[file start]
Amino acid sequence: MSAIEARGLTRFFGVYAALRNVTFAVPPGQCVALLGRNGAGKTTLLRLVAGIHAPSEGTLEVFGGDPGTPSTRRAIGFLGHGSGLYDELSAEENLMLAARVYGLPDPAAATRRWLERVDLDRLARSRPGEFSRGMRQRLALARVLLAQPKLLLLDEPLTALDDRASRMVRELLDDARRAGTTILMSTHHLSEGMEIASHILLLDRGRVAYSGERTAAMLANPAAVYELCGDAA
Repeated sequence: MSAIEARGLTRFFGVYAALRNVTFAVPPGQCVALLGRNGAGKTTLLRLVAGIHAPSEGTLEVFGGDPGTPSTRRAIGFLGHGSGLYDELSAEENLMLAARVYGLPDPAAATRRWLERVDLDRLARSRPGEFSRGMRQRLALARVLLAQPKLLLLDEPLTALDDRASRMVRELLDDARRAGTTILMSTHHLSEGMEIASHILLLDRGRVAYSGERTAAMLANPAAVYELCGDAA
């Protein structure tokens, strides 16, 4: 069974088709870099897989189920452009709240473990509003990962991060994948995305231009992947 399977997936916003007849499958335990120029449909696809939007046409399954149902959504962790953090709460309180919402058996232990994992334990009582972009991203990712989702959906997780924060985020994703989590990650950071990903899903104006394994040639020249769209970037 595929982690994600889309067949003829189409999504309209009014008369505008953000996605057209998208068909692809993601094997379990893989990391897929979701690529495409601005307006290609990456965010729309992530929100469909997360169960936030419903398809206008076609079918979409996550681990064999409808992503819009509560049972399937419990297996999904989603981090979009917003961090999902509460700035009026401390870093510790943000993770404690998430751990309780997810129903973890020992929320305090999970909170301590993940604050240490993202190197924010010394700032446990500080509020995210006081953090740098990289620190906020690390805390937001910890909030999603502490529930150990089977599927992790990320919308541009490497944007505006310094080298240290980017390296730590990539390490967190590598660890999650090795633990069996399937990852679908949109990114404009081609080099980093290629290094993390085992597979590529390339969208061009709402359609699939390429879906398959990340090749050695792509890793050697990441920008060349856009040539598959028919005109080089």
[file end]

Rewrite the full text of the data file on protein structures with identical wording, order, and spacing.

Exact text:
Amino acid sequence: MSAIEARGLTRFFGVYAALRNVTFAVPPGQCVALLGRNGAGKTTLLRLVAGIHAPSEGTLEVFGGDPGTPSTRRAIGFLGHGSGLYDELSAEENLMLAARVYGLPDPAAATRRWLERVDLDRLARSRPGEFSRGMRQRLALARVLLAQPKLLLLDEPLTALDDRASRMVRELLDDARRAGTTILMSTHHLSEGMEIASHILLLDRGRVAYSGERTAAMLANPAAVYELCGDAA
Repeated sequence: MSAIEARGLTRFFGVYAALRNVTFAVPPGQCVALLGRNGAGKTTLLRLVAGIHAPSEGTLEVFGGDPGTPSTRRAIGFLGHGSGLYDELSAEENLMLAARVYGLPDPAAATRRWLERVDLDRLARSRPGEFSRGMRQRLALARVLLAQPKLLLLDEPLTALDDRASRMVRELLDDARRAGTTILMSTHHLSEGMEIASHILLLDRGRVAYSGERTAAMLANPAAVYELCGDAA
């Protein structure tokens, strides 16, 4: 069974088709870099897989189920452009709240473990509003990962991060994948995305231009992947 399977997936916003007849499958335990120029449909696809939007046409399954149902959504962790953090709460309180919402058996232990994992334990009582972009991203990712989702959906997780924060985020994703989590990650950071990903899903104006394994040639020249769209970037 595929982690994600889309067949003829189409999504309209009014008369505008953000996605057209998208068909692809993601094997379990893989990391897929979701690529495409601005307006290609990456965010729309992530929100469909997360169960936030419903398809206008076609079918979409996550681990064999409808992503819009509560049972399937419990297996999904989603981090979009917003961090999902509460700035009026401390870093510790943000993770404690998430751990309780997810129903973890020992929320305090999970909170301590993940604050240490993202190197924010010394700032446990500080509020995210006081953090740098990289620190906020690390805390937001910890909030999603502490529930150990089977599927992790990320919308541009490497944007505006310094080298240290980017390296730590990539390490967190590598660890999650090795633990069996399937990852679908949109990114404009081609080099980093290629290094993390085992597979590529390339969208061009709402359609699939390429879906398959990340090749050695792509890793050697990441920008060349856009040539598959028919005109080089």